In summary, the speed is fantastic.

2014-10-07 Update

I found a Speedtest.net server in Chicago (Comcast, ironically) that would allow me to test at 1 Gbps.

2015-04-07 Update

Speeds are as good, if not better, 6 months later. I see fiber lines going up (or already up) all over the city. If you can get FiOptics Gigabit service, I highly recommend it!

speedtest_2015_04_07

2015-10-27 Update

While Speedtest.net speeds are still good, depending on the server you hit, you never see these speeds in real-world usage. Even big companies like Apple or Microsoft that use CDNs don’t allow (or cannot provide due to capacity constraints) much more than 100 – 150 Mbps. That said, most places will let you upload at almost full speed (~ 200 Mbps), which when compared to typical upload speeds of < 10 Mbps almost makes it worth it.

2016-03-05 Update

Download and upload speeds still seem to be just as high as ever, though as noted before, one rarely sees these kinds of speeds unless downloading from multiple sources at once. During peak hours, I may still be able to pull over 500+ Mbps on a bandwidth test but have Netflix or iTunes on the Apple TV essentially have to buffer the content before I can view it.

Something I’m interested to see pan out is comparing my 1000 / 250 Mbps service at home with my 100 / 50 Mbps service at the office. So far I haven’t been able to tell a big difference between the two speeds, but it is noticeable, especially when OS X or iOS updates are released and all the devices in the office are updating at once and the office connection becomes saturated.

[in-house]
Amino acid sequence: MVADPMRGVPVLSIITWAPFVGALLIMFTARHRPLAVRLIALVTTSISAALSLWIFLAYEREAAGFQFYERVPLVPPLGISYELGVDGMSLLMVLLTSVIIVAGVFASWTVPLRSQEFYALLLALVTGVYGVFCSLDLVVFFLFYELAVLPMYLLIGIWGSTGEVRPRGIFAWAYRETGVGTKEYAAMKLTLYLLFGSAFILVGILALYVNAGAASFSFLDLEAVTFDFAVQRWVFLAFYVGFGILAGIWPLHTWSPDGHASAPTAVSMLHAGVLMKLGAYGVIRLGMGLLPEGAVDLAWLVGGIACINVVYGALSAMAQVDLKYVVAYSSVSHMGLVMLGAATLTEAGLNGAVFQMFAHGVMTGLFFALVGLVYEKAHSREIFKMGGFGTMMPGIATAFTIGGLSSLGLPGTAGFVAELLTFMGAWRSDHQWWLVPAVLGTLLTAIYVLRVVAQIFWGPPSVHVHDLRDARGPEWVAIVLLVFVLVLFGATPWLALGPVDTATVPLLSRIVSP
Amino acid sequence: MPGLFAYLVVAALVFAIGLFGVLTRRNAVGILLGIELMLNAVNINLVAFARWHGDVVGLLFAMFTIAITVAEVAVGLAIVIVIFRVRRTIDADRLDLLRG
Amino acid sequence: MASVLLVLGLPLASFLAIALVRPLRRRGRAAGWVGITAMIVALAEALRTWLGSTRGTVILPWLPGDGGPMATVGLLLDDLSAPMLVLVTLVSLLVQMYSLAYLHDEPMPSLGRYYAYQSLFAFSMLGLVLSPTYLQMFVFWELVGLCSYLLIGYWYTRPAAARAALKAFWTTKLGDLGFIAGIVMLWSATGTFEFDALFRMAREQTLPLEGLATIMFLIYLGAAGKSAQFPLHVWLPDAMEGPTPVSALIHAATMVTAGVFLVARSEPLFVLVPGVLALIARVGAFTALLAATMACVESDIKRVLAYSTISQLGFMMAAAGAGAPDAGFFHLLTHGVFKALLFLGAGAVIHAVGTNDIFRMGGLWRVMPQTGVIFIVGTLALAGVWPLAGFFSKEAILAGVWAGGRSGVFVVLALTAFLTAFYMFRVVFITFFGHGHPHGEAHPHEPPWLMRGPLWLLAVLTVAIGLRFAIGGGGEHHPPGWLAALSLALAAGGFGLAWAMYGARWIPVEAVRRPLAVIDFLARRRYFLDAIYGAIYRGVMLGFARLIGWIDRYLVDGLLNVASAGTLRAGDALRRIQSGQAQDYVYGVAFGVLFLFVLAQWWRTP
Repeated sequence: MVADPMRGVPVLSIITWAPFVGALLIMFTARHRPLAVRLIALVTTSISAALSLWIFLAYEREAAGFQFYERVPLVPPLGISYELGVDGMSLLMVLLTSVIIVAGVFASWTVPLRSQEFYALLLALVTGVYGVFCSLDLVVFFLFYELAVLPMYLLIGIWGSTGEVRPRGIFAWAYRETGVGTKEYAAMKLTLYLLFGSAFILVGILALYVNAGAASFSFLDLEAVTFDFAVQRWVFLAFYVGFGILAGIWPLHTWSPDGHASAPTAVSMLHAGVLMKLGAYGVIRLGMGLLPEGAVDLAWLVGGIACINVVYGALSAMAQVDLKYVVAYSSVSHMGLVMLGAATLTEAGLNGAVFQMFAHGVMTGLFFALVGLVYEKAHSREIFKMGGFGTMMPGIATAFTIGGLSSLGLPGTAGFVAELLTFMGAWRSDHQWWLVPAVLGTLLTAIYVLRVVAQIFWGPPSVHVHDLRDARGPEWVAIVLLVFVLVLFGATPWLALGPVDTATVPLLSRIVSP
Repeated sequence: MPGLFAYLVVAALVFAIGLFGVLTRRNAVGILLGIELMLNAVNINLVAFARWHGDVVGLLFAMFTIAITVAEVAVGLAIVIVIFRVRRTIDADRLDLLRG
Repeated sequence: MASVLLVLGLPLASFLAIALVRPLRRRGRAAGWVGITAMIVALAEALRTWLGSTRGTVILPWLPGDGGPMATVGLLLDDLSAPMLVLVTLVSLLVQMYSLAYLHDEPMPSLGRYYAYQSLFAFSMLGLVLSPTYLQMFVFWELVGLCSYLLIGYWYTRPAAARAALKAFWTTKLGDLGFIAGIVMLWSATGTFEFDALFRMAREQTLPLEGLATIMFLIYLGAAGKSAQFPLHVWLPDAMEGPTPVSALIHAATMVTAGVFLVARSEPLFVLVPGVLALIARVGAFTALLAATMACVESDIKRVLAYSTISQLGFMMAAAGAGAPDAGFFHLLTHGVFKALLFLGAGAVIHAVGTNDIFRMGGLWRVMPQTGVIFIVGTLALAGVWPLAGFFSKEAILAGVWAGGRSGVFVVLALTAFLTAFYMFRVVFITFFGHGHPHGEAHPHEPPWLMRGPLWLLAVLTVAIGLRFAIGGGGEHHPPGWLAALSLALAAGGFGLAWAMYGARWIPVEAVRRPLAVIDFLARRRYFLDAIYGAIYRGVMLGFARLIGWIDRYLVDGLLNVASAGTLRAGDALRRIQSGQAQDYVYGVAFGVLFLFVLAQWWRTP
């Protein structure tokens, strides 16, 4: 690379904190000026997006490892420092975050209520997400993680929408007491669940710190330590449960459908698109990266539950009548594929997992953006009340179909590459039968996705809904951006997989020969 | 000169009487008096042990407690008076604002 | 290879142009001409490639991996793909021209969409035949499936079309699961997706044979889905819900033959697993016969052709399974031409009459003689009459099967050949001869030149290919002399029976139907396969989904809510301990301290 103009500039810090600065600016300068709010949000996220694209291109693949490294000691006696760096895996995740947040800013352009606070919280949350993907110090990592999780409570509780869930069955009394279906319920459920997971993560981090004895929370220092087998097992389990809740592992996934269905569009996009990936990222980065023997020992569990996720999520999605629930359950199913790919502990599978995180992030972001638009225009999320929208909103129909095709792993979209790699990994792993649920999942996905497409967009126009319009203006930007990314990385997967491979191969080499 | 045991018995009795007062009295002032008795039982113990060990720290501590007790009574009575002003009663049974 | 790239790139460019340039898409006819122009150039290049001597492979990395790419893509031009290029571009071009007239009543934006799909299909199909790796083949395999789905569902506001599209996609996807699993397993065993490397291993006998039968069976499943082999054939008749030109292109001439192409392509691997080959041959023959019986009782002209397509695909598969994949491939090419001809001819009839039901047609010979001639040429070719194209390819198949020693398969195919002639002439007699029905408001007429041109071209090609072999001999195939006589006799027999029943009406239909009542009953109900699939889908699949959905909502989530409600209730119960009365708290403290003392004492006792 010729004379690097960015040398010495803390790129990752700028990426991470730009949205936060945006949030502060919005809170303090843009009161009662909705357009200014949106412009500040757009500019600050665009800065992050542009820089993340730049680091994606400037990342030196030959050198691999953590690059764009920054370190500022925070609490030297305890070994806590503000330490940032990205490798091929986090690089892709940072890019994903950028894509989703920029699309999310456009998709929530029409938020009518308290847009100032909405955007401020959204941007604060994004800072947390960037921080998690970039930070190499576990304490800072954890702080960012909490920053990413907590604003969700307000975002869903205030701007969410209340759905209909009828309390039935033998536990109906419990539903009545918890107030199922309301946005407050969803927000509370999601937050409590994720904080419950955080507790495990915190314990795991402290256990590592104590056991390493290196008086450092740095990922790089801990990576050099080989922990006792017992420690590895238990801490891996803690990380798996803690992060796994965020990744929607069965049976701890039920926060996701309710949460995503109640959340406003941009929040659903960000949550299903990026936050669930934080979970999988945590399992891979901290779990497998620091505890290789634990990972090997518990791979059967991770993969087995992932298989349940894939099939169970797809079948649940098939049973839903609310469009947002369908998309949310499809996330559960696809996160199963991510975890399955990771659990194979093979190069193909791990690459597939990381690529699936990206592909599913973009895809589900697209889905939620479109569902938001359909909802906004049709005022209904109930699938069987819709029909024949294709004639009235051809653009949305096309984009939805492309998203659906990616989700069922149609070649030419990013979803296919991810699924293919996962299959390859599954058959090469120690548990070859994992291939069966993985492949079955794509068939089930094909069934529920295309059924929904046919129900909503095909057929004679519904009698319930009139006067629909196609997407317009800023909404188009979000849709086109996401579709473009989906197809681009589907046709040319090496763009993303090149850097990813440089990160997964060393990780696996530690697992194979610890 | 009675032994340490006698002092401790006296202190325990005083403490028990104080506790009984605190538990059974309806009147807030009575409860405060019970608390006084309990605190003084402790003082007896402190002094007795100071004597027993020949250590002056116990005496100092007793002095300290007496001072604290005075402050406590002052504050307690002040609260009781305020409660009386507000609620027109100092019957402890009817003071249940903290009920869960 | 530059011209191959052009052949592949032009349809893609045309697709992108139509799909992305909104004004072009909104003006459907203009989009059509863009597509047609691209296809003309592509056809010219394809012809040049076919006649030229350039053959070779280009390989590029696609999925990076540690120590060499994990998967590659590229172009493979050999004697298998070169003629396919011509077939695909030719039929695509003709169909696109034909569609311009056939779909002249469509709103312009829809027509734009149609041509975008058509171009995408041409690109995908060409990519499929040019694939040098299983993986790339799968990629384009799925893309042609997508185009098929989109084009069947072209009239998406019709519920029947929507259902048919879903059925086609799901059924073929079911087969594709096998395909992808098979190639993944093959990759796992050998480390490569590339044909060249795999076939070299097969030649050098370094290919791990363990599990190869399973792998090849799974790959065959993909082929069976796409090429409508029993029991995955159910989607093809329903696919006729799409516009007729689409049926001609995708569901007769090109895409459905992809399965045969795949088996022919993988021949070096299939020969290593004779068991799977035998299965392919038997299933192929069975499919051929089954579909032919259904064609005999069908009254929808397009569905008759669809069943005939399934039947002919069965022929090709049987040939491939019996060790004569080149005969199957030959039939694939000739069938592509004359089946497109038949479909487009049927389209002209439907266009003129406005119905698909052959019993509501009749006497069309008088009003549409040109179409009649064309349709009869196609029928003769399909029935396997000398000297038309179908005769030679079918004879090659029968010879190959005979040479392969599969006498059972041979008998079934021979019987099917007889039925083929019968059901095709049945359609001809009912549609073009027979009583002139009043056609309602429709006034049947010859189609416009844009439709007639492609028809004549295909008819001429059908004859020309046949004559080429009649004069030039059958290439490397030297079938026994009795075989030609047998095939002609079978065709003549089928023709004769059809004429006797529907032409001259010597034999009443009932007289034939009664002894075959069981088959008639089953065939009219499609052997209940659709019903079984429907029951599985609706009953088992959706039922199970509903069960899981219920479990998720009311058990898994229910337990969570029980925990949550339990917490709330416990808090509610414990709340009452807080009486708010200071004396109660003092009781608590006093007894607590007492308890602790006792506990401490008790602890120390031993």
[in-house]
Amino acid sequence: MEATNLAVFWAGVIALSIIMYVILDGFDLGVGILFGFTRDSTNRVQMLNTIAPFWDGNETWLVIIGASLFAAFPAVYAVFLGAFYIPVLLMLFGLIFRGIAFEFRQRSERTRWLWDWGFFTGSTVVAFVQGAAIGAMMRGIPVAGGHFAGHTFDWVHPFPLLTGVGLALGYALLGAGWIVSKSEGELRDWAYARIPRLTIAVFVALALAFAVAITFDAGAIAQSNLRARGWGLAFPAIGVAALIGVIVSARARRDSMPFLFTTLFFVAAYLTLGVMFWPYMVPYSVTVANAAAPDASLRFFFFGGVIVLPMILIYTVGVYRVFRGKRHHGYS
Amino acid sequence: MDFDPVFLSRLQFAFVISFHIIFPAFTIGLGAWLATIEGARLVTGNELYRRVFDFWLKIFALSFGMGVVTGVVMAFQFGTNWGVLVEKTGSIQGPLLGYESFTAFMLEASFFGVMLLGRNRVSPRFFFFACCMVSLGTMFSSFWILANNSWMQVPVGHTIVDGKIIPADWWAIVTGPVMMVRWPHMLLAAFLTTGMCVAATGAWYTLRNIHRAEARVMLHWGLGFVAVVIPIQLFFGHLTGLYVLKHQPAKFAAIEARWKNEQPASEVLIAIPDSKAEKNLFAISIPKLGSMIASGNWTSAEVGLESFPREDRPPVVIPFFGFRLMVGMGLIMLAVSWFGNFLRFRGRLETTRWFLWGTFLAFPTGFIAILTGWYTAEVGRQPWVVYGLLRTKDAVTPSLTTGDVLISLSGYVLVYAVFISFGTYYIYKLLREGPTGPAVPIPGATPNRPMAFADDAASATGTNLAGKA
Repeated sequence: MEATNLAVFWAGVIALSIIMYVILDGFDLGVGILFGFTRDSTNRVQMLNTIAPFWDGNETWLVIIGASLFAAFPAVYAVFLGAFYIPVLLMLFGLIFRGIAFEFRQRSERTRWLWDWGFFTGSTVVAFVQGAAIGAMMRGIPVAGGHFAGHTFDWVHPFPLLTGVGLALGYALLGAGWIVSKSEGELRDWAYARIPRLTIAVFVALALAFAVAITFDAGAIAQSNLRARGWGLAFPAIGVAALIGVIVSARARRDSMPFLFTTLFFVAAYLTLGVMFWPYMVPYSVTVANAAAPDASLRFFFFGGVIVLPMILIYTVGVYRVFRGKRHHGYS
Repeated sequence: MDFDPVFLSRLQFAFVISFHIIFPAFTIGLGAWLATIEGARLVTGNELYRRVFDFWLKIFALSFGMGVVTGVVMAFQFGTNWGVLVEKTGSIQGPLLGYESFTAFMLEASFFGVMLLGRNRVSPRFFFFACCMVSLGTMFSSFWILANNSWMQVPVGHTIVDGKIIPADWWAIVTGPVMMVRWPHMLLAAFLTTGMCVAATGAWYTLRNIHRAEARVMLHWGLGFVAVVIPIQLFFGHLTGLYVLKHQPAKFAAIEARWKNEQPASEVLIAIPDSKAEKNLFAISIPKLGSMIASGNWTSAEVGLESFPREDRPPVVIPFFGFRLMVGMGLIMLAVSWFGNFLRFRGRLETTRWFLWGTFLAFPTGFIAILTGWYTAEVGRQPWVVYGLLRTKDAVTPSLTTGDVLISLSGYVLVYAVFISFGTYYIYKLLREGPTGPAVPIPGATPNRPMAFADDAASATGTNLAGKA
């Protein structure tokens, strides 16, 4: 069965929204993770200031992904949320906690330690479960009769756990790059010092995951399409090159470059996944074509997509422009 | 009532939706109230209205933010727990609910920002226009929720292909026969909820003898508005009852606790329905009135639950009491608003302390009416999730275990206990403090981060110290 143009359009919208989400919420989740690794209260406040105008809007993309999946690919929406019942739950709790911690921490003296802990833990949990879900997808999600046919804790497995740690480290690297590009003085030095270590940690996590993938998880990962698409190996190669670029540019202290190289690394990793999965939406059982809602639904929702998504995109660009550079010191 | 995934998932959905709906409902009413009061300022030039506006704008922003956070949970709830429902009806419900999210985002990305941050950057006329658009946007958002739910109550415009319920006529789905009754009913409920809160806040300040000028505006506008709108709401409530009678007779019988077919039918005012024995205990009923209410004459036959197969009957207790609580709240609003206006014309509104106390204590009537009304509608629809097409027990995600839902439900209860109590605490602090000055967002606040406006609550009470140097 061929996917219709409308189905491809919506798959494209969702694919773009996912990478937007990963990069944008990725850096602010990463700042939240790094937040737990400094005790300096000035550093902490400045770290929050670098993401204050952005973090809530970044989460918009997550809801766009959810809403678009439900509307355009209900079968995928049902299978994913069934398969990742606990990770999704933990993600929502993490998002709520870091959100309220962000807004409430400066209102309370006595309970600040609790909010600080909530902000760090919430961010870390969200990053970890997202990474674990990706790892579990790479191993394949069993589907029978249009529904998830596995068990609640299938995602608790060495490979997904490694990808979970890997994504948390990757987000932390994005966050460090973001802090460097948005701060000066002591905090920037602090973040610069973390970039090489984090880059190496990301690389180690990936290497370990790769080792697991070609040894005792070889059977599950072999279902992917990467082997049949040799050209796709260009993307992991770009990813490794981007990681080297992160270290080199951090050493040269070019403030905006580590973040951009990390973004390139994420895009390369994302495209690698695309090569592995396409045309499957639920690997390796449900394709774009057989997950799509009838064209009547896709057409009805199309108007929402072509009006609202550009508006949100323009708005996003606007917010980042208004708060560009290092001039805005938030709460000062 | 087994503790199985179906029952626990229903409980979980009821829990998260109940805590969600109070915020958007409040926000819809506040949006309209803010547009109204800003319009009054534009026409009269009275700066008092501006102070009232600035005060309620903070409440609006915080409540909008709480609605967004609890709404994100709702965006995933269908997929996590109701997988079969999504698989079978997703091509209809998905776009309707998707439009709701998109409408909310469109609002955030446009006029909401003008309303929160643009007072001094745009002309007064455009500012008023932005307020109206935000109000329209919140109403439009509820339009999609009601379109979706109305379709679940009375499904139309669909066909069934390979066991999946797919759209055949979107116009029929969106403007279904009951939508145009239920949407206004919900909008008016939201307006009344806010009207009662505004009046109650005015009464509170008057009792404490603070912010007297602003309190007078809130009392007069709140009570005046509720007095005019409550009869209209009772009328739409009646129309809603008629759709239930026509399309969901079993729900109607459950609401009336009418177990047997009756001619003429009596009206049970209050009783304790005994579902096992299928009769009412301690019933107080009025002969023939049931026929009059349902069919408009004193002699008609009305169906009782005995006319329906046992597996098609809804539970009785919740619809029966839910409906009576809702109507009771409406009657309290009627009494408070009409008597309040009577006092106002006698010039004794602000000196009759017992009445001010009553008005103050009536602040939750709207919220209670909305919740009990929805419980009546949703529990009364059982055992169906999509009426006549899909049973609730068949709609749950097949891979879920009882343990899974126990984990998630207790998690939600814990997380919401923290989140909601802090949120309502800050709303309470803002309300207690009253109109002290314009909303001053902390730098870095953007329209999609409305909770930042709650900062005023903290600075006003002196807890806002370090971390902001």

2016-07-14 Update

More of the same, which is certainly good news!

5475964747

2016-12-28 Update

No matter how when I try, I don’t seem to be able to pull anything close the the above speeds using speedtest.net. Even from Cincinnati Bell’s own speedtest page, I get about 550 / 200 Mbps and no more. I just so happened to wander over to DSLReports and ran their speedtest and was happier with those results. I’ll likely continue to use them instead of anything else, though I feel like I’m fishing for a speedtest that shows me what I want to see. Anyway, here is what I was able to get tonight:

The C rating for Top Speed is based on my own value of 1000 Mbps, though clearly I wasn’t, nor ever will, get anything near that speed in real-world scenarios.

2017-07-09 Update

Per my last update, speedtest.net tests hadn’t been coming close to anything I used to get, however, today I ran one just for fun and received the following:

That’s inline with what I had been receiving, so I’m glad to see those sorts of results. FiOptics continues to be fast overall, though I’m still disappointed that some major providers cannot (or will not) transmit data more than about 100 Mbps. Services like Netflix are still essentially instant. The part I’m most used to day-to-day is that we can have many devices streaming or downloading (or uploading; backups) and no single device is ever affected by any another.